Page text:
But even though "history" is rife with examples of zombie contagion, researchers just can't get the funding they need to prevent a full-blown apocalypse.
"Because of the rapid onset of zombie outbreaks and their society-destroying characteristics, prevention and treatment are largely unexplored," Smith writes. And she points out that a vaccine, even if developed, would hardly be effective with so many anti-vaxxers in the country. "More research in this area is sorely needed," she writes.
"The documented rise of multiple zombie pathogens should be a wake-up call to the international community that we need additional funding and cooperation among scientists and government officials to tackle the looming threat of apocalyptic disease," she concludes. "We need a frank discussion of the ethical and potential criminal problems associated with dealing with zombies. Will people be prosecuted for killing a zombie or a person who has been bitten but has not yet “turned”? Is mass quarantine of those who have been exposed to a zombie but not bitten legal? How would it be achieved?"
"For the sake of humanity we must ensure that such a war does not occur and that we work together as a unified global community to respond quickly to any and all new zombie threats."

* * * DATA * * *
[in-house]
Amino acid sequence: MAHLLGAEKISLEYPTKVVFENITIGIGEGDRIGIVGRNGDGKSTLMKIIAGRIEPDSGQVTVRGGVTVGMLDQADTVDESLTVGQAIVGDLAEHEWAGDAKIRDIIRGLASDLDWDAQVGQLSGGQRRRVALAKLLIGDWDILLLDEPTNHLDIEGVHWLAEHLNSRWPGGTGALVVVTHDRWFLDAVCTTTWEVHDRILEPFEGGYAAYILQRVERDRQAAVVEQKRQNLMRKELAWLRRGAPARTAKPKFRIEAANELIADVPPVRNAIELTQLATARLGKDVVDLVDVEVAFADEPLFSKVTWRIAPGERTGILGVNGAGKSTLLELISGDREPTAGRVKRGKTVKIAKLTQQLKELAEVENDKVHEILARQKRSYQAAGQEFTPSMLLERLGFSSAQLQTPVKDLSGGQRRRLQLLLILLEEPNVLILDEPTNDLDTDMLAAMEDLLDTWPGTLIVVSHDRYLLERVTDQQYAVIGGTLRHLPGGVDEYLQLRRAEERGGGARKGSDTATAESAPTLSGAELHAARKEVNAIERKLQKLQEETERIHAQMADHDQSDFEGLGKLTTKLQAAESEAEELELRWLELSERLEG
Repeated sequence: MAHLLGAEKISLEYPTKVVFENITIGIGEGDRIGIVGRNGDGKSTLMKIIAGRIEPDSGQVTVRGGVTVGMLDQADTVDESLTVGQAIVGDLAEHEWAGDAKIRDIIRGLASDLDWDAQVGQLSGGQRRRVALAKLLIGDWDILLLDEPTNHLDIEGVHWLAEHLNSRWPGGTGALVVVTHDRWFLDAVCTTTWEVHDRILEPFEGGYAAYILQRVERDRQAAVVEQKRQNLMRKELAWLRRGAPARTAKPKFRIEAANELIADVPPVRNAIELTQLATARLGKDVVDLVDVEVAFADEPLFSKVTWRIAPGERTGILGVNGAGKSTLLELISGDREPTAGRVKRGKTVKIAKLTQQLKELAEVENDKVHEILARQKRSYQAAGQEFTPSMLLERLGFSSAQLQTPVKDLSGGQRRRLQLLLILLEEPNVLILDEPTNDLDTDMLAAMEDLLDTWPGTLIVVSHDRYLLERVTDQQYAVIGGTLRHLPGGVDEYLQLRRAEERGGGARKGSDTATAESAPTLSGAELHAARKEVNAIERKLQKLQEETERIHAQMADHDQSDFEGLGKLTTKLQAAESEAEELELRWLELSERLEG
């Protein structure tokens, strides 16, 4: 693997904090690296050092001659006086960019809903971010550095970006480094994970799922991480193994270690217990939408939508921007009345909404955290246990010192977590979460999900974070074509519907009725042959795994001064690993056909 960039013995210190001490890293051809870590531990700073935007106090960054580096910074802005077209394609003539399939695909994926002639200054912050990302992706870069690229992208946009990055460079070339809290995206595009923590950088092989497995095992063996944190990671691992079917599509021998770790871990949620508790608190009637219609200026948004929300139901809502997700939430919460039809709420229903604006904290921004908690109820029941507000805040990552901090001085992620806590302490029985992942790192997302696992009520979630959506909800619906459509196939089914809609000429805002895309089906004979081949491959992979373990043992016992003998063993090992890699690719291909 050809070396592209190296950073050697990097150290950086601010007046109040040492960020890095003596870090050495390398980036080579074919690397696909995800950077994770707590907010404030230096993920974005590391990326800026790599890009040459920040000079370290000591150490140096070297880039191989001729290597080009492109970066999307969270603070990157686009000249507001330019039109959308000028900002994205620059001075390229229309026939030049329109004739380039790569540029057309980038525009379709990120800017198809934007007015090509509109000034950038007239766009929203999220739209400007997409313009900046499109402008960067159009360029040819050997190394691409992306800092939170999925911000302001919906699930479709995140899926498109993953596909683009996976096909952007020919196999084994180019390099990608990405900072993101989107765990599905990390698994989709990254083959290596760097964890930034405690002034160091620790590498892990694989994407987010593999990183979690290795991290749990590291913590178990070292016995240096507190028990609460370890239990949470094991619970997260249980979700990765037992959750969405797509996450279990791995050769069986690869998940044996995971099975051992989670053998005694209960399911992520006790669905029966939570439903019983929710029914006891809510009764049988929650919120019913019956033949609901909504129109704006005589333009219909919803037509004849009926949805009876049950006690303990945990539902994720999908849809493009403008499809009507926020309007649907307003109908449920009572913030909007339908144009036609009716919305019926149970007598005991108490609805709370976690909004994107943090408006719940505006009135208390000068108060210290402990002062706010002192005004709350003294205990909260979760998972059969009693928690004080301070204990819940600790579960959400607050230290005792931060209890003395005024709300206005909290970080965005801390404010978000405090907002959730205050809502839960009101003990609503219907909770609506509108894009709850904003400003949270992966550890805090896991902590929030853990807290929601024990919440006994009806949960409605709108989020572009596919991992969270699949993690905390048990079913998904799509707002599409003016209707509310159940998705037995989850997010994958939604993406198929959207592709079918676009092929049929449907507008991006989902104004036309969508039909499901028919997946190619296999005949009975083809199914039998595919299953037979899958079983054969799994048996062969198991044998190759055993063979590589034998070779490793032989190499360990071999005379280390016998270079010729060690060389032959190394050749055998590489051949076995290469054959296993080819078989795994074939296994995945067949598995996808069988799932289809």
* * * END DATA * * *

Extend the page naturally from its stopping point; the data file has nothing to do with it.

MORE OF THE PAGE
Smith is a member of the Zombie Research Society, a group of scholars dedicated to doing real-life research and analysis of zombie lore. While it's clear that Smith is pulling from fictional outbreaks to build her case, talking about the swift and inevitable mayhem of a zombie plague can get you thinking seriously about more realistic diseases.
"We give talks around the country about scientific issues — tied into zombies. It's a way to bring attention to these subjects that otherwise might not seem interesting. In my case, it's infectious disease," Smith told The Post.
Folks might not get riled up by a lecture about flu pandemics, but zombies do the trick.
When asked what real-world infections were most analogous to her fictional zombie trend, Smith suggested that the recent Ebola epidemic showed how woefully unprepared we are for a pandemic.
"Of course, that came out of nowhere, in urbanized areas where it has never been seen before," Smith said. "But we had pretty terrible communications globally — a lot of hype and a lot of misunderstanding. And that was really isolated in just West Africa. If we had something like that but it was globally spread, we'd really be in trouble."
Real-world boogeymen like Ebola really do need more of our attention. And you know what you should really be afraid of? Antibiotic-resistant bacteria. That stuff should terrify you.
If nothing else, I bet you can get through this whole study without getting bored or confused, so it's a great way to learn how scientific publication works. Go learn something.